Background: Chronic continuous abdominal pain (CCAP) is characteristic of centrally mediated gastrointestinal pain disorders. It consumes significant healthcare resources yet is poorly understood, with minimal cohort-specific data in the literature. Aims: In a large cohort of CCAP patients, we examined; 1. diagnostic features, 2. iatrogenic impact of opioids and surgery. 3. drug treatment effects and tolerance.Methods: Consecutive tertiary CCAP referrals to a neurogastroenterology clinic (2009-2016) were reviewed for Rome IV and neuropathic pain criteria. Medical, surgical and drug histories, interventions and outcomes were correlated with clinical diagnosis and associated opioid use. Results: Of 103 CCAP patients (mean age 40±14, 85% female), 50% had physiological exacerbations precluding full Rome IV Centrally Mediated Abdominal Pain Syndrome criteria. However, there were no significant differences between patients who satisfied Rome IV criteria and those who didn’t. Overall, 81% had allodynia (light brush strokes evoking pain on abdominal examination). Opioid use was associated with allodynia (P=0.003). Prior surgery was associated with further operations post CCAP onset (p<0.001). Although 68% had undergone surgical interventions, surgery did not resolve pain in any patient and worsened pain in 35%. Whilst duloxetine was the most effective neuromodulator (P=0.003), combination therapy was superior to monotherapy (P=0.007). Conclusions: This currently largest cohort-specific CCAP dataset supports eliciting neuropathic features, including allodynia, for a positive clinical diagnosis, to guide treatment. Physiological exacerbation of CCAP may represent visceral allodynia, and need not preclude central origin. Use of centrally acting neuromodulators, and avoidance of detrimental opioids and surgical interventions appears to predict favourable outcomes.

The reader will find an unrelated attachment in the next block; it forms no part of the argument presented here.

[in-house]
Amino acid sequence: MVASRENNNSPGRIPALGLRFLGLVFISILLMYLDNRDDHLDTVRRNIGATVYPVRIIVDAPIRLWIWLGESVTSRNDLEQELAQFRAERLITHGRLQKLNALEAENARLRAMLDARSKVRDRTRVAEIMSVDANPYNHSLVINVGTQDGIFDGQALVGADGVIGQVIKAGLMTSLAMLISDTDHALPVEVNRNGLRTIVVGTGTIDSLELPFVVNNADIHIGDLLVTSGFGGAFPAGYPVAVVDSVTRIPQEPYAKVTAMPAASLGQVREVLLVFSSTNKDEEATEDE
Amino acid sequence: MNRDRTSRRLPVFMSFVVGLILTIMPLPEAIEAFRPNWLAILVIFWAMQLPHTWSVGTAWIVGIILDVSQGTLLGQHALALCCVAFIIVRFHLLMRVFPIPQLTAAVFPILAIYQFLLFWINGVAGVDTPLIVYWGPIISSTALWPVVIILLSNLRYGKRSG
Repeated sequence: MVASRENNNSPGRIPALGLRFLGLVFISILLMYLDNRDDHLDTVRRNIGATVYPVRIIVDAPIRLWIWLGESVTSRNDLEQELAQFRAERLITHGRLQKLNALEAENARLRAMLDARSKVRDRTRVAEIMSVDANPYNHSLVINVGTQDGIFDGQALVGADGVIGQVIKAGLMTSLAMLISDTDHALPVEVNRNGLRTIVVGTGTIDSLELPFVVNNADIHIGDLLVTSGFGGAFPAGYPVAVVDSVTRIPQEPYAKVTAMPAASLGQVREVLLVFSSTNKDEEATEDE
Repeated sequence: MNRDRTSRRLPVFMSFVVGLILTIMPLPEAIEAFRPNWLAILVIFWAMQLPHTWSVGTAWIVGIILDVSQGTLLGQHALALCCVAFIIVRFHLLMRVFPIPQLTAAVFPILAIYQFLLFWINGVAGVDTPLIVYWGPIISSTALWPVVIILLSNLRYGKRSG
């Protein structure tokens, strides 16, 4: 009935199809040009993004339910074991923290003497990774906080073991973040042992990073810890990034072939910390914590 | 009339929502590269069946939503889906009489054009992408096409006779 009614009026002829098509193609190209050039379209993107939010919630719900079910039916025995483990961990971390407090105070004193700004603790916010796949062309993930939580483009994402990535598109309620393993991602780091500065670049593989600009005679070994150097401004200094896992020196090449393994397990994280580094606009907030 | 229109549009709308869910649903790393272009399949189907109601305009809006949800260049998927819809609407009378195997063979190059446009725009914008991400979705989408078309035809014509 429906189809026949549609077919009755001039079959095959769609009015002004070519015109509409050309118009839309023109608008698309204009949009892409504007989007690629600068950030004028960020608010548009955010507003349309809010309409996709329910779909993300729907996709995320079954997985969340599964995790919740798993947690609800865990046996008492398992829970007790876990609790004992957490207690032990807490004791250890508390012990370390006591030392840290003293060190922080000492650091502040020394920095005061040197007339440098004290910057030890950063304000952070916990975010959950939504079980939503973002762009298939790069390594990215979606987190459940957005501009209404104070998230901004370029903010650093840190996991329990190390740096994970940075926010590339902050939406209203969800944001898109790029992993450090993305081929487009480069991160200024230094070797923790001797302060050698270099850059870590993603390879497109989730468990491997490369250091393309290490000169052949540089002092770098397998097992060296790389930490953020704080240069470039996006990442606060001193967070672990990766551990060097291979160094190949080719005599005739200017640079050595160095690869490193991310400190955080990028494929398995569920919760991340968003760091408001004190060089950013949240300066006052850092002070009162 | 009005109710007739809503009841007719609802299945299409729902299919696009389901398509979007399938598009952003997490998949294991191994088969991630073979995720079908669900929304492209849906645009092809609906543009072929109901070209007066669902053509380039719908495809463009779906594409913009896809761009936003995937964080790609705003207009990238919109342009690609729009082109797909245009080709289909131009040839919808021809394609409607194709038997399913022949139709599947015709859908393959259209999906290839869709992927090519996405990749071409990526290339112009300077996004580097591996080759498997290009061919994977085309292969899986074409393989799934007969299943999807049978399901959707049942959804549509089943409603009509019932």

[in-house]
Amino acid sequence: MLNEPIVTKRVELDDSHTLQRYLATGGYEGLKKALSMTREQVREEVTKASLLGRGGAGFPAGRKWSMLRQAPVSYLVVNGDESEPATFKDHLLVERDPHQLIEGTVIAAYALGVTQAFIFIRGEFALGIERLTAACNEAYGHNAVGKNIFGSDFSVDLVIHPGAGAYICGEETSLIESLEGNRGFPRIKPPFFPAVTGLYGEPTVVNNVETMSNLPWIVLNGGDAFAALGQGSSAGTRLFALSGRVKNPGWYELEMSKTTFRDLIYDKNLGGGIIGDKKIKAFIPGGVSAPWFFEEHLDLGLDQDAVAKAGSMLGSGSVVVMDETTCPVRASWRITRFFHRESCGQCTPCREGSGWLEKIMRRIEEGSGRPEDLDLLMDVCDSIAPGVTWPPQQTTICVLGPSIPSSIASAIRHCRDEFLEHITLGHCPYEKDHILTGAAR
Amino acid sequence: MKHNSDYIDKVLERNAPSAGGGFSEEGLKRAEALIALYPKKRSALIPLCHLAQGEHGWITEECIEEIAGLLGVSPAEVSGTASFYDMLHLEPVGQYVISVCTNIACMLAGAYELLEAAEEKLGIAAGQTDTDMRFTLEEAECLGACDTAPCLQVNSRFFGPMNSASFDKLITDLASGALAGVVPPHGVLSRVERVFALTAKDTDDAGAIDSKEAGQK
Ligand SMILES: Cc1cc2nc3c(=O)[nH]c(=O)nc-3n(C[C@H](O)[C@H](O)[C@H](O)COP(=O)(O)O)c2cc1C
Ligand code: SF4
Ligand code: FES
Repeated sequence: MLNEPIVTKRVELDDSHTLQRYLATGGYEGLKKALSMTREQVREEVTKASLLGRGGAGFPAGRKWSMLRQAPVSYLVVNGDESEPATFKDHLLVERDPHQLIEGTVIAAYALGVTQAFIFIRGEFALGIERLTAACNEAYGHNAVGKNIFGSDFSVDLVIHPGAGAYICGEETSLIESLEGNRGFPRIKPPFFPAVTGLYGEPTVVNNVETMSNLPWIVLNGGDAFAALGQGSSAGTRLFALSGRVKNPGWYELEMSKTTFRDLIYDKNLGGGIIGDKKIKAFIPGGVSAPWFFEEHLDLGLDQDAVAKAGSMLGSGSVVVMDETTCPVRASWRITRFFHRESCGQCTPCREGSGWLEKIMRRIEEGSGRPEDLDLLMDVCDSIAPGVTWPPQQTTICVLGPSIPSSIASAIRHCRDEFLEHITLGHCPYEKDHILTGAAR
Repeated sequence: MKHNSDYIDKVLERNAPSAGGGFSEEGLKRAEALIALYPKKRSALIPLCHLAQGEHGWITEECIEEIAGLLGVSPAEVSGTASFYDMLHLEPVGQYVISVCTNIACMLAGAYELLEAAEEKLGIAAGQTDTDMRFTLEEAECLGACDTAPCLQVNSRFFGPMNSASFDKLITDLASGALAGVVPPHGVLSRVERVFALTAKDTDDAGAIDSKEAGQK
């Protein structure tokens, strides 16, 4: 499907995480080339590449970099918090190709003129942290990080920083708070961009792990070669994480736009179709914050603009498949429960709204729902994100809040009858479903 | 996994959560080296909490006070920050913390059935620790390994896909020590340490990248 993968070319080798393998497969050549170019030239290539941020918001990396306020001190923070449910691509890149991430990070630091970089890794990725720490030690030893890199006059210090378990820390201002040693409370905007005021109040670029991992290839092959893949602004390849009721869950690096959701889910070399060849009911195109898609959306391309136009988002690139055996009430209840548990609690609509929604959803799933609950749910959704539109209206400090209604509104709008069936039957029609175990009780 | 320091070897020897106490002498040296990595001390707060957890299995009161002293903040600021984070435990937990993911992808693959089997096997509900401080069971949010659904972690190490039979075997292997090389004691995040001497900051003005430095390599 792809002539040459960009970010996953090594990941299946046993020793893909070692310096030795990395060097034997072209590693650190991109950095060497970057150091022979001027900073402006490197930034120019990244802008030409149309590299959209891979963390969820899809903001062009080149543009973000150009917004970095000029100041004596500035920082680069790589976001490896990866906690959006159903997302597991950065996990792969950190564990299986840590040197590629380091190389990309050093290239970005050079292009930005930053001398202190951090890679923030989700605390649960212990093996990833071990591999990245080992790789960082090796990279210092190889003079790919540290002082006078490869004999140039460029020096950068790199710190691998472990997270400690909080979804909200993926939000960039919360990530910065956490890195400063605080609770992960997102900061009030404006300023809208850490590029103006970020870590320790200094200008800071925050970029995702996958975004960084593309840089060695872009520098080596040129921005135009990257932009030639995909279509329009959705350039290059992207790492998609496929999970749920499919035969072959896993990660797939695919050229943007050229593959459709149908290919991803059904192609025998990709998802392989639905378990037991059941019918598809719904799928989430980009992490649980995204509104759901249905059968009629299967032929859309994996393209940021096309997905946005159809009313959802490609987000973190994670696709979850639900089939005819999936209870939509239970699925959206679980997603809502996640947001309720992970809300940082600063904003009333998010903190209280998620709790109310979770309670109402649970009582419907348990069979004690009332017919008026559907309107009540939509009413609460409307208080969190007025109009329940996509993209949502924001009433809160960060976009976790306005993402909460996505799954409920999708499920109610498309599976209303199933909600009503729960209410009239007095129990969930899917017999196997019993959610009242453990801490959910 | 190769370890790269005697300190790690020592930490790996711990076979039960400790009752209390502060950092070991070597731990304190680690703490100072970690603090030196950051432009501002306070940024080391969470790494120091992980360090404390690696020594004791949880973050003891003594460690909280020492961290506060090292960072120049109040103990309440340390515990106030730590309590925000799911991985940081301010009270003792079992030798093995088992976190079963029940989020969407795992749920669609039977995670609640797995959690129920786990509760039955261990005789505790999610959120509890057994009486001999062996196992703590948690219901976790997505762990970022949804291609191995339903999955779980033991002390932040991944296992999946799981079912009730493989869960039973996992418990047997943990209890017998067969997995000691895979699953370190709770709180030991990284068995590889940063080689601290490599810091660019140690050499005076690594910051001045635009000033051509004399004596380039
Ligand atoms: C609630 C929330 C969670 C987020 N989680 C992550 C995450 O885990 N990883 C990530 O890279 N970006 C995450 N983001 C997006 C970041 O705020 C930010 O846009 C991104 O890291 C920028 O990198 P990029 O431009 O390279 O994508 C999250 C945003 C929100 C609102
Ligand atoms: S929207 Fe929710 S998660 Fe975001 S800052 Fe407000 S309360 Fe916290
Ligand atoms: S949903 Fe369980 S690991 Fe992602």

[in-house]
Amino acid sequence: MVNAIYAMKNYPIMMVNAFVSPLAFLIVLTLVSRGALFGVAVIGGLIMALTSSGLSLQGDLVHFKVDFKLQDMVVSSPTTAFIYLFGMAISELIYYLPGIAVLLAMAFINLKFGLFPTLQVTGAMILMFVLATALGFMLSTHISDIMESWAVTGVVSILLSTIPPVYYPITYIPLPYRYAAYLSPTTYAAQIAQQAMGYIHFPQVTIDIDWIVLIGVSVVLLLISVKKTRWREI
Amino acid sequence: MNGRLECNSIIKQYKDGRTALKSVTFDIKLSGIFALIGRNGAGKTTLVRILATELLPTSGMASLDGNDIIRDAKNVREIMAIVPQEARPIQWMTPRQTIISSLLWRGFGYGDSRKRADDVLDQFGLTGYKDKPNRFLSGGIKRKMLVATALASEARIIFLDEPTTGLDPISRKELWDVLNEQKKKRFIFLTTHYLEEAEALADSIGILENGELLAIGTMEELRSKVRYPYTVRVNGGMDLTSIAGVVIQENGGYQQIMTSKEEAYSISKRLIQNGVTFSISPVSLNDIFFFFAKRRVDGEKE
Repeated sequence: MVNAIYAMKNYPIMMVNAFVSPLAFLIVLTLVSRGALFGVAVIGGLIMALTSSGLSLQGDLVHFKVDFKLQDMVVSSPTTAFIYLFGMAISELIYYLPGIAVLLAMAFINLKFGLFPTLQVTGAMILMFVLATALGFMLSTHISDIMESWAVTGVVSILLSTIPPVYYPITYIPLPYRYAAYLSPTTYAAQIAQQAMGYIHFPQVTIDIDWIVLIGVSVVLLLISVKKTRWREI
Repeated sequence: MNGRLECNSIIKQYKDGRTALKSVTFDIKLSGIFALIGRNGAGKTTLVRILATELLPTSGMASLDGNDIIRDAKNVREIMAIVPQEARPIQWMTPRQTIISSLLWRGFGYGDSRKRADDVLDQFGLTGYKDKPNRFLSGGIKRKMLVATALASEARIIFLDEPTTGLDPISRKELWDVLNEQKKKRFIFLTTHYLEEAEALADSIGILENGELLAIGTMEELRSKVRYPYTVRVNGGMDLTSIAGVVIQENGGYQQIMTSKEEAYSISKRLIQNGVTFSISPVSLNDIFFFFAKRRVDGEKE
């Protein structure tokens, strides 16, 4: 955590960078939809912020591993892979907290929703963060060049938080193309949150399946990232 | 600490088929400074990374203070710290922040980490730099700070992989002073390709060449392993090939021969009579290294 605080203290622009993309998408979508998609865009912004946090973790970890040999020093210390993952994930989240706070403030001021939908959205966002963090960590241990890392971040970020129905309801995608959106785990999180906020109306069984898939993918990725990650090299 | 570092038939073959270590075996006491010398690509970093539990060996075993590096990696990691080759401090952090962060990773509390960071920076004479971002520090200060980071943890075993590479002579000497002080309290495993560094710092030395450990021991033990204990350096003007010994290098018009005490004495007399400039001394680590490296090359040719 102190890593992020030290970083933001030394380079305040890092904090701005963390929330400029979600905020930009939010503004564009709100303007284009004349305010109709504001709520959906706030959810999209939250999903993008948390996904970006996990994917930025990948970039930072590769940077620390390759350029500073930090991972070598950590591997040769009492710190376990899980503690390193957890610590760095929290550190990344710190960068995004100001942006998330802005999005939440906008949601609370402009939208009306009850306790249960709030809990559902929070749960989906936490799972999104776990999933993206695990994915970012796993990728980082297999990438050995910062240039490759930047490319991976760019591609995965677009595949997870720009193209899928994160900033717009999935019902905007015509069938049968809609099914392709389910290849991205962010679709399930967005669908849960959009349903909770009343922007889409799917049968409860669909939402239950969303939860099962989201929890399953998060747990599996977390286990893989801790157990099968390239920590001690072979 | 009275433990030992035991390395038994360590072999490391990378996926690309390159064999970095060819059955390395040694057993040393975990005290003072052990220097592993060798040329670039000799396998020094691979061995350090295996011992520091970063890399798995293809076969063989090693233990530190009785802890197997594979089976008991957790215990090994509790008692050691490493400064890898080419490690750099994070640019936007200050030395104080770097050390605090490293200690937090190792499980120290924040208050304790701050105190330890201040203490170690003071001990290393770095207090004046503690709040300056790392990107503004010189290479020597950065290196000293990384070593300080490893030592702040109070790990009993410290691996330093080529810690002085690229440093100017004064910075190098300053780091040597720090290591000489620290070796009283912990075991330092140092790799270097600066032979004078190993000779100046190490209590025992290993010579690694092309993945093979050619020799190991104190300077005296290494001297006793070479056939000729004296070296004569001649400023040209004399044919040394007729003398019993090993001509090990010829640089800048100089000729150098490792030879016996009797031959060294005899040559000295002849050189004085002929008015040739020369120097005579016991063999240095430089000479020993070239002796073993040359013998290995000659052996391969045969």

- neuropathic pain
- chronic abdominal pain
- centrally acting neuromodulators
- centrally mediated gastrointestinal pain